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The two-way interaction between globalization and labour market policies

Listed author(s):
  • Andrew Downes
  • Rafael Gomez
  • Morley Gunderson

Labour market and social policies both affect and are affected by the process of trade liberalization and globalization. This two-way interaction and the feedback effects are the focus of this paper. The analysis is mainly conceptual—but examples are illustrated throughout, based mainly in the context of labour markets in North America, Latin America and the Caribbean basin. Attention is paid to outlining the mechanisms whereby globalization and trade liberalization affect labour market and social policy initiatives, and the extent to which these pressures will lead to a harmonization of legislative and policy initiatives, and if that harmonization will necessarily be downward to the lowest common denominator. The paper concludes that: (1) the pressures will lead towards policy harmonization; (2) the harmonization generally will be downwards; (3) such harmonization is not always negative as generally perceived; (4) efficient regulatory and social policy initiatives will survive and indeed expand, with the “rent-protecting” ones under most pressure to dissipate; and (5) pure distributional or equity-oriented initiatives that have no positive feedback effect on efficiency, unfortunately, will also be under jeopardy to dissipate, and this is a serious policy concern. Alternatives for addressing this concern are discussed, as are their associated problems.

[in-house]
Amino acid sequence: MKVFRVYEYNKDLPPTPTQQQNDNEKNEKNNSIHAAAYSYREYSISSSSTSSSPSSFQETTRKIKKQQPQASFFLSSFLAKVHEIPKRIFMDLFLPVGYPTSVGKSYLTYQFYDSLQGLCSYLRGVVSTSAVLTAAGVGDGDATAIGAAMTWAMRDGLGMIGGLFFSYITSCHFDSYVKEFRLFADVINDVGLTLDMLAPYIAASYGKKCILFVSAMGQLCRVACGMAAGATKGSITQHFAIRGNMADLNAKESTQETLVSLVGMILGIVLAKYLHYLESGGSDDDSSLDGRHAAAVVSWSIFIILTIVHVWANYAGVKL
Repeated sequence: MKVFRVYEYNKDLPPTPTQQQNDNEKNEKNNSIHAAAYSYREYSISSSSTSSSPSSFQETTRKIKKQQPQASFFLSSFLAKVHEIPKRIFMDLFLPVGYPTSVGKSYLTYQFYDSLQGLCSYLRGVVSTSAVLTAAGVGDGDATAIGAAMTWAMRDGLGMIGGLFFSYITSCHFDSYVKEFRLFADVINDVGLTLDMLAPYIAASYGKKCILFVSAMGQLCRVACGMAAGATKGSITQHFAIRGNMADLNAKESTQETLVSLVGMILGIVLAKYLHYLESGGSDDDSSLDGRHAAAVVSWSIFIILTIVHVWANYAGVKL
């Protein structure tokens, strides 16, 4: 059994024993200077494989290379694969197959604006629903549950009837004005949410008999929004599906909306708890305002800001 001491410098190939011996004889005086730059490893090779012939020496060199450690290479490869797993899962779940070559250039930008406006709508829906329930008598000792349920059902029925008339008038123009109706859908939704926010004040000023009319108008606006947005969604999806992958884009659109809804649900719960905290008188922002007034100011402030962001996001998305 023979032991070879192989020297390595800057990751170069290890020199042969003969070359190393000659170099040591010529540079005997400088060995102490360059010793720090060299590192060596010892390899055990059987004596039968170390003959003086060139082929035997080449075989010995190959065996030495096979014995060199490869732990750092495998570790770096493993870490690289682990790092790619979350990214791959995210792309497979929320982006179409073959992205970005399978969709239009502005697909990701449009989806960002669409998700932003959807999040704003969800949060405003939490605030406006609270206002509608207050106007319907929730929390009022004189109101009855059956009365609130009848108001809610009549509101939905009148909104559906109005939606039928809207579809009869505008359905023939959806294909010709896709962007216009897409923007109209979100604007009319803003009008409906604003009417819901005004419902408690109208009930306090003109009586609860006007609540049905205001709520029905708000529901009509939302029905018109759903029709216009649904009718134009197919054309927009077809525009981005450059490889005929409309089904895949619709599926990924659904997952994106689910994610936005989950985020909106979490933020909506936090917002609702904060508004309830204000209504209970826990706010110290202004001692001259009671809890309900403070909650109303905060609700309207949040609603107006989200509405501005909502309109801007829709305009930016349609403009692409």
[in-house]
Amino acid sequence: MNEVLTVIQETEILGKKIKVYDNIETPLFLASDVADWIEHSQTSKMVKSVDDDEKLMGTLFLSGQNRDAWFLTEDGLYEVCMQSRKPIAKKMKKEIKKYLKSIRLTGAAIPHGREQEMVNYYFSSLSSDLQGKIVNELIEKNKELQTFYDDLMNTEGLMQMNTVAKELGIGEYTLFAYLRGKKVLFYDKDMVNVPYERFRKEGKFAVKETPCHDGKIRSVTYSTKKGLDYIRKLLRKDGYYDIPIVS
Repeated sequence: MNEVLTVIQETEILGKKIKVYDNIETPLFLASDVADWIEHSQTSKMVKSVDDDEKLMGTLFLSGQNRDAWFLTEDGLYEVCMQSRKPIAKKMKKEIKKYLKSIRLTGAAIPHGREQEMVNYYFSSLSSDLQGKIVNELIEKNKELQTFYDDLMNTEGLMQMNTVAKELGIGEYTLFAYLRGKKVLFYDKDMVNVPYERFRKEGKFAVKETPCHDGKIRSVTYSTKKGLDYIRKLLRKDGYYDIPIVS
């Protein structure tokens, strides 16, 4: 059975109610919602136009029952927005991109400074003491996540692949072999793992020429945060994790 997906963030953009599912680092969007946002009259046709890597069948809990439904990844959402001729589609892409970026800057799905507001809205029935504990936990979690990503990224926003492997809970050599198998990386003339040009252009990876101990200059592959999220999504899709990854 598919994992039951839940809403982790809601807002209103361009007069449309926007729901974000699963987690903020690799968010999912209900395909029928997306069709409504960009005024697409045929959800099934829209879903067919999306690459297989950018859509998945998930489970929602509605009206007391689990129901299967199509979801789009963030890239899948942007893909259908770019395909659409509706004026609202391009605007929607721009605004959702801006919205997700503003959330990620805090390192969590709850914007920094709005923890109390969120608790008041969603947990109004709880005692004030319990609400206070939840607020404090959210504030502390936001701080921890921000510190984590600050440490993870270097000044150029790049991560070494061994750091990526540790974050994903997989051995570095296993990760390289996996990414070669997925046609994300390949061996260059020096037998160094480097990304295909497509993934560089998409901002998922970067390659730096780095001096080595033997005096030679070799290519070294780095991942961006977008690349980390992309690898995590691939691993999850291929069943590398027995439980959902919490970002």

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Article provided by Taylor & Francis Journals in its journal Oxford Development Studies.

Volume (Year): 32 (2004)
Issue (Month): 1 ()
Pages: 135-152

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Handle: RePEc:taf:oxdevs:v:32:y:2004:i:1:p:135-152
DOI: 10.1080/1360081042000184165
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